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When I run into strategic planning, it’s usually attached to a decimal number of years. Perhaps you have 5-, 10-, or 15-year plans where you work. When we plan on serving new customers with new products in 10 years time, we can work back from that point and determine the steps needed to achieve these plans.

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By: Paul Naysmith

My wife and I were waiting near the departure gate at a miniature regional airport in Louisiana when the announcement blared: “Due to weather in Atlanta, your scheduled flight will not be disembarking for 15 minutes.” Dismayed by the news, we exchanged worried looks and prepared for the worst. We had two further connections to make after Atlanta, where we’d be dealing with a layover of 1 hour and 20 minutes. It wasn’t lost bags or missed connections that concerned us; it was the wedding in Scotland to which we’d been invited.

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By: Paul Naysmith

The human mind is currently the most intelligent device you will ever own. However, have you ever noticed how it has a filtering system? For example, do you remember the uneventful drive to the office this morning? I have no idea why the brain “forgets” these things, but in an instant you will be able to call on the memory of your first kiss.

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By: Paul Naysmith

In the mid 1970s to mid 1980s the Punk movement was an intensely bright burning star that fizzled out just as quickly as it came in. As I understand it, the Punk movement was the antidote to the excessive color and pageantry of the Glam Rock scene. Punk music was stripped back, rockin’ in your face, with full-on aggression. If you were really good, the crowd would riot, and fights would instantly break out. Gobbing on your band (spitting in their face) was a sign of appreciation. Those were the days. In the UK, the timing of this new music scene was coincidental to political change and de-industrialization of the British landscape. Disillusioned youth and mass unemployment only heightened the anti-establishment Punk ethos, creating waves of shock across the world, whilst without a care, Punk was flicking the middle finger at authority.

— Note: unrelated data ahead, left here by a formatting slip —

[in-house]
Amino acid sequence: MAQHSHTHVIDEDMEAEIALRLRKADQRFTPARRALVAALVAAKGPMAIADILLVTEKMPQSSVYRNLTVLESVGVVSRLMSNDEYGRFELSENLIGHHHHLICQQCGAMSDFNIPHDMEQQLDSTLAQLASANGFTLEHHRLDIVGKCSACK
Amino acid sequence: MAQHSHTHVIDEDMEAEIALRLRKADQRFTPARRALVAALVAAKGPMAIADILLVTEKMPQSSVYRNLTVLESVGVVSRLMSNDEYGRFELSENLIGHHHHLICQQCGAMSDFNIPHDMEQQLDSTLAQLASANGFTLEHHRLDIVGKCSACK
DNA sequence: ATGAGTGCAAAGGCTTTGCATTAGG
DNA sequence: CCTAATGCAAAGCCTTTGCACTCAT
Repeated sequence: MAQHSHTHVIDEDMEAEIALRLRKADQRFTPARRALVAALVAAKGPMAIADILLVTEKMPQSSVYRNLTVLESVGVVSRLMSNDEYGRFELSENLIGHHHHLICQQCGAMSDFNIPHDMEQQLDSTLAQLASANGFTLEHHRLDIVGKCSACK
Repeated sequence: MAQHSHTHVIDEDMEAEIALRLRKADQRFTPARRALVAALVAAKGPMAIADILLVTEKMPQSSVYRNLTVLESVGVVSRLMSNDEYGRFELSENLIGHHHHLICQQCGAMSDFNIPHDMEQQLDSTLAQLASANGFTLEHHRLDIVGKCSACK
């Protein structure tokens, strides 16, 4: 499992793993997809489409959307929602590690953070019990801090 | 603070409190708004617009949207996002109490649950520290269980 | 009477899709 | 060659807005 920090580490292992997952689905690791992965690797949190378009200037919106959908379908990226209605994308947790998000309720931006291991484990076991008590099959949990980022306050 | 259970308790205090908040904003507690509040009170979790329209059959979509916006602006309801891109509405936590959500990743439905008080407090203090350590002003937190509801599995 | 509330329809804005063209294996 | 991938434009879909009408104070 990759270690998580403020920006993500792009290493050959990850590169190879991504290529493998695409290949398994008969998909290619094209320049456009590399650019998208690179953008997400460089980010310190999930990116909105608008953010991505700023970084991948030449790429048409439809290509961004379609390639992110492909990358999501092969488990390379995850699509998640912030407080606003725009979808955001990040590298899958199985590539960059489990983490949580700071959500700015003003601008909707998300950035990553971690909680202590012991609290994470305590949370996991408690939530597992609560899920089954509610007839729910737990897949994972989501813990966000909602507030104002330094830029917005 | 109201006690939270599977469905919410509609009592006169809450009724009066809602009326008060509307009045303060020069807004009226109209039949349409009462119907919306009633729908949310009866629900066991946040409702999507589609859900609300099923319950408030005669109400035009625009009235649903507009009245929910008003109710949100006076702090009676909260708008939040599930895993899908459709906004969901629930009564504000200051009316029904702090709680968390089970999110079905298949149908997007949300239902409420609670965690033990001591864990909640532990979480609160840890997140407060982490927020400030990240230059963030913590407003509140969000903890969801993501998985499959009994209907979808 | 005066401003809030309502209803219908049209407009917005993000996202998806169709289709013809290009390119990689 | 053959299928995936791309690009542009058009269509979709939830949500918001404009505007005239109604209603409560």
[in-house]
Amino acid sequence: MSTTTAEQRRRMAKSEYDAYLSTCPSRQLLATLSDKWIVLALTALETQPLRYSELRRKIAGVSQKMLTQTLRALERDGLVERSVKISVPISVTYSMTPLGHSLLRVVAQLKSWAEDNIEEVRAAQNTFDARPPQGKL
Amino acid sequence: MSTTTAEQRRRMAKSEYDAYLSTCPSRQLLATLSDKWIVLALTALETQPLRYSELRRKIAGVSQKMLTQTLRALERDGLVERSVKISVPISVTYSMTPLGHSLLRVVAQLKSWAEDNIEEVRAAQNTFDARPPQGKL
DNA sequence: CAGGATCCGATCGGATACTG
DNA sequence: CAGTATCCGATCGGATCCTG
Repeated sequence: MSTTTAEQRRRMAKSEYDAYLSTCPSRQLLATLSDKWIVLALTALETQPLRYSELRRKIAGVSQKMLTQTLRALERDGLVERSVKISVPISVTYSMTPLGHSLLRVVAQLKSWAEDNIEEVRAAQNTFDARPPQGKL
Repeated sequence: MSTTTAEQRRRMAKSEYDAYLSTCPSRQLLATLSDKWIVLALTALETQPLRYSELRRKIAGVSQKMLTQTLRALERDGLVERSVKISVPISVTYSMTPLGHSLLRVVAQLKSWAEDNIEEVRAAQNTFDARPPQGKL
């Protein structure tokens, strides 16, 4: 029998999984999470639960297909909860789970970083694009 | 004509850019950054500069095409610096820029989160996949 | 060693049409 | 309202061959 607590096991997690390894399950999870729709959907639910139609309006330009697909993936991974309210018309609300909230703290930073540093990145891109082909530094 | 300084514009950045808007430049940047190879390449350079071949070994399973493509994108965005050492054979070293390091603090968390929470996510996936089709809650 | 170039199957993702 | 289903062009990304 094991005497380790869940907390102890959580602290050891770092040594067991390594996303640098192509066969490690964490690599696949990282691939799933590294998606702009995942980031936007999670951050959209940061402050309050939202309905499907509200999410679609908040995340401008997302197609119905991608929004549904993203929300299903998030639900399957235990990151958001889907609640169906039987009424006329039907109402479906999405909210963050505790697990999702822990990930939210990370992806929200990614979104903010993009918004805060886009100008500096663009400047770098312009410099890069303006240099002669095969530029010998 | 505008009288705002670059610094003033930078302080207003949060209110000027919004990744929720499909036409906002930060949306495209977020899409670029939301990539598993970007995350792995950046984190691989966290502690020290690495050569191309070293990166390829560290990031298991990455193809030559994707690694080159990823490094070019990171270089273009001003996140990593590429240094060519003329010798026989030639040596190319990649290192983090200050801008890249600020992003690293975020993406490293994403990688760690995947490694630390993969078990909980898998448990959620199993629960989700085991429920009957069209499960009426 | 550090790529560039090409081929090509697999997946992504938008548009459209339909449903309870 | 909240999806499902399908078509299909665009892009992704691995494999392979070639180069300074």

By now (hopefully) you are wondering “where is he going with this column” and “what the heck has gobbing got to do with quality?” Good.

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By: Paul Naysmith

While playing her role as Maria Kutschera in The Sound of Music, Julie Andrews once sang about her favorite things, among which were geese flying with the moon on their wings, doorbells, and brown paper packages. Remembering these things was how Maria would distract herself when times were bad, a useful technique to deploy when being chased by Nazis across Austria with children in tow.

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However, when things aren’t going to plan at work, it’s not kitten whiskers for me; it’s cause and effect diagrams and 5 Whys. You’d think that, with all their talent, Rogers and Hammerstein could have worked those into their tune. (And if you can fit quality tools and techniques into “My Favorite Things,” by all means share your lyrics below; 100 Quality Kudos points for the best submission.)

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By: Paul Naysmith

If W. Edwards Deming could see what you are doing, he’d punch you in the face. OK, not really. He may have been brutally honest in his lectures but I don’t think he ever punched anyone. However, he would have plenty to say about how often one business copies (I believe the term today is “benchmarks”) the good ideas from another business with no thought about context. Why is it in business that if we see an idea from another organization – that claims to have a positive influence on their business performance – we’ll try to copy it?